Document Type

Thesis - Open Access

Award Date


Degree Name

Doctor of Philosophy (PhD)


Animal Science


The purpose of this study was to evaluate the effects of feeding moldy alfalfa hay to dairy steers on their growth rate , rumen fermentative activities, rumen protozoa counts and rumen volatile fatty acid production. Good quality and molded alfalfa hays prepared from the same fields were chemically analyzed. Molded hay was lower in dry matter, ether extract, nitrogen-free-extract and higher in crude fiber, ash and pH values than good alfalfa hay. A higher percentage of total protein of moldy hay appeared as ammoniacal nitrogen. Two dairy steer-feeding experiments were conducted. The first experiment involving two groups of five steers each was conducted over three 35-day experimental periods to observe the influence of different grain feeding levels on the steers separately fed moldy and good alfalfa hay. The second steer feeding trial involved a double-reversal design over three 70-day periods with two groups of five steers each. Steers on good hay consumed more dry matter. They showed slightly high body weight gains; higher production of rumen ammonia, total VFA, propionic, isobutyric, isovaleric, and valeric acids than the other group. Moldy hay feeding increased the rumen pH and rumen acetic acid concentration. Acetic to propionic acid ratio was higher in the rumen samples of moldy hay fed steers. Moldy hay feeding seemed to reduce total ruminal protozoa count, Isotricha, Dasytricha and Entodinium populations, but increased the Diplodinium population. Moldy hay fed steers developed rough hair coats. Two digestion experiments were conducted. The first experiment involved a single-reversal digestion trial with a pair of twin Holstein steers. The second trial was performed using four Holstein steers in a double-reversal design. The results of both experiments were quite similar. Digestibility of dry matter, protein, and energy from moldy hay was significantly lower than for good quality hay, but crude fiber digestibility was higher from moldy hay. Molding seemed to cause some increase in lignin digestibility of alfalfa hay. Steers on moldy hay consumed more dicalcium phosphate and trace mineral salts than the other group. To check for the presence of any toxic substance(s) in moldy alfalfa hay two four-week chick feeding trials involving 192 day-old chicks with four treatments per experimental hay were conducted. Extracts from the experimental hays made with chloroform and distilled water were separately fed to six groups of four chicks per treatment. Chicks fed chloroform and water extracts from the experimental hays grew more slowly than the control groups. There was no difference in the feed consumption and growth rates of chicks fed chloroform extracts from good and moldy alfalfa hays. Feeding of water extract from good quality hay depressed the feed consumption and growth rates of the experimental chicks in comparison to the chicks fed water extracts from moldy hay. Chicks developed rough feathers one week after feeding chloroform extracts from moldy hay. Twenty-five different species of molds were identified from the moldy hay samples.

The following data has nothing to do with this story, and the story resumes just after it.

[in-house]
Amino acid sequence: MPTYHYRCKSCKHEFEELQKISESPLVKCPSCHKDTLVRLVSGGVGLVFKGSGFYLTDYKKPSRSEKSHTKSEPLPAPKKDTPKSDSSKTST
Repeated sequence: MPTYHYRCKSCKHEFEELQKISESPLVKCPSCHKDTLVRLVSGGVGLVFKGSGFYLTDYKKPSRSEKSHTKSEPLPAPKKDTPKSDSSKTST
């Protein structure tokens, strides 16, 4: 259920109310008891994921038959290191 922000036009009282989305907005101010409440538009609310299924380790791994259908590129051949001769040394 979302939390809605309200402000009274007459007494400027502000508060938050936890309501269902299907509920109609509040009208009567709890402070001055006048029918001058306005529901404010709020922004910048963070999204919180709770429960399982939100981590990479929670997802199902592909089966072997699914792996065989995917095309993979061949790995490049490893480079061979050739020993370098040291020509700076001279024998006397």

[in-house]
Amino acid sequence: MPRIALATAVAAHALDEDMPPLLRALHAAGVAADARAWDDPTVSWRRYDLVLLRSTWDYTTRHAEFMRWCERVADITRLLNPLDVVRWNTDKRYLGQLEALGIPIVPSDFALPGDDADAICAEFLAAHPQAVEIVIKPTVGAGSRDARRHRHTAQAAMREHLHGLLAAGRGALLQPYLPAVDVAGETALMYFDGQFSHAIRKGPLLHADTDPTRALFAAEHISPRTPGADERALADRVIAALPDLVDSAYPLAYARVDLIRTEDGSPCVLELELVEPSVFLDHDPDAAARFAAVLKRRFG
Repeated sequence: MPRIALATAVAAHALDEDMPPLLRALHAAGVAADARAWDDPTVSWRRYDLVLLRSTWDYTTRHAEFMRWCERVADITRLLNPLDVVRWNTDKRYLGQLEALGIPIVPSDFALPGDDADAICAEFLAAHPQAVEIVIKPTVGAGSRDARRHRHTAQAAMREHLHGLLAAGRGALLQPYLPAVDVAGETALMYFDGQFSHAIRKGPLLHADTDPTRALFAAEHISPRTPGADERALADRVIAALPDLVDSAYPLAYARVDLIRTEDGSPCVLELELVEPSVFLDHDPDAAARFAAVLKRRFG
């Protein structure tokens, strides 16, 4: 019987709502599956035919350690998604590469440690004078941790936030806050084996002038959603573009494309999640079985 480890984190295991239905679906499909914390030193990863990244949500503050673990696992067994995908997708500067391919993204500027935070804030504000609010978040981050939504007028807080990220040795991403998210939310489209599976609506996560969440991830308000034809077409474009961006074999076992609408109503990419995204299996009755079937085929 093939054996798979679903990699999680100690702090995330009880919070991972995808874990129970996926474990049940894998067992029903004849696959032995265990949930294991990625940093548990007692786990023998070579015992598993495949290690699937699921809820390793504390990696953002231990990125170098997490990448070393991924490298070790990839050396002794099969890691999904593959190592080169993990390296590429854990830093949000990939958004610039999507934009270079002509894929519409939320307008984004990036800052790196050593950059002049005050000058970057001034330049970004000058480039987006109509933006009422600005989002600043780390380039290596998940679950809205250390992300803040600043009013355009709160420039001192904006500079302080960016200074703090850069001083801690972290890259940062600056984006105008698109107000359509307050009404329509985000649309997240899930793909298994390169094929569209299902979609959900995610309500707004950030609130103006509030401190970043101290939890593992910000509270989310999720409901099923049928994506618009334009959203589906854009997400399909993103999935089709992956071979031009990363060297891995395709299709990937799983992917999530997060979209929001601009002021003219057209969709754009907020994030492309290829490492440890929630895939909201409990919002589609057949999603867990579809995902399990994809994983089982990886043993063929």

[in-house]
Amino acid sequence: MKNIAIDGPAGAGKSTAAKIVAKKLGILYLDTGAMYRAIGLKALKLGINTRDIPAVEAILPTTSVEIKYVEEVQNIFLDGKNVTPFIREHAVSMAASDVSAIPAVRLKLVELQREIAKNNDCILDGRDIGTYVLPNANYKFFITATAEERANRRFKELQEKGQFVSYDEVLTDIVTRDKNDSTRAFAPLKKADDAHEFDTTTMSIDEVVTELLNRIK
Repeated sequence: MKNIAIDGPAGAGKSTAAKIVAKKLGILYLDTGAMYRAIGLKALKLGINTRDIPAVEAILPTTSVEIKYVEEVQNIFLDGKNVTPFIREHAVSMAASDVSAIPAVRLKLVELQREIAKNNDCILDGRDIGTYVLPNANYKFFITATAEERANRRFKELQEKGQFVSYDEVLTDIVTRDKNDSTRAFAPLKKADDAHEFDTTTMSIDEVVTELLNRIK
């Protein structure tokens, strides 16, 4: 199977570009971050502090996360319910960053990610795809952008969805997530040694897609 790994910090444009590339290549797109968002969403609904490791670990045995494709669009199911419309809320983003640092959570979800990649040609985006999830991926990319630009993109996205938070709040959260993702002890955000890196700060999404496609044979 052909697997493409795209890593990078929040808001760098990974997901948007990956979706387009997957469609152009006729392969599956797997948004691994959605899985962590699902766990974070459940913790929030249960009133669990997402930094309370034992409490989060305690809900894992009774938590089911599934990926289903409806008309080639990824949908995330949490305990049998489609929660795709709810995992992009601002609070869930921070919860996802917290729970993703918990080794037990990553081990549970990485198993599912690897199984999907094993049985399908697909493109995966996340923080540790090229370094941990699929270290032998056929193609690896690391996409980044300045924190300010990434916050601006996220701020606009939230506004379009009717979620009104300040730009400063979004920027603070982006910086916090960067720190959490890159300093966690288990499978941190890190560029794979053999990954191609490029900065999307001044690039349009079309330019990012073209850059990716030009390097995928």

Library of Congress Subject Headings


Dairy cattle -- Feeding and feeds

Molds (fungi)



Number of Pages



South Dakota State University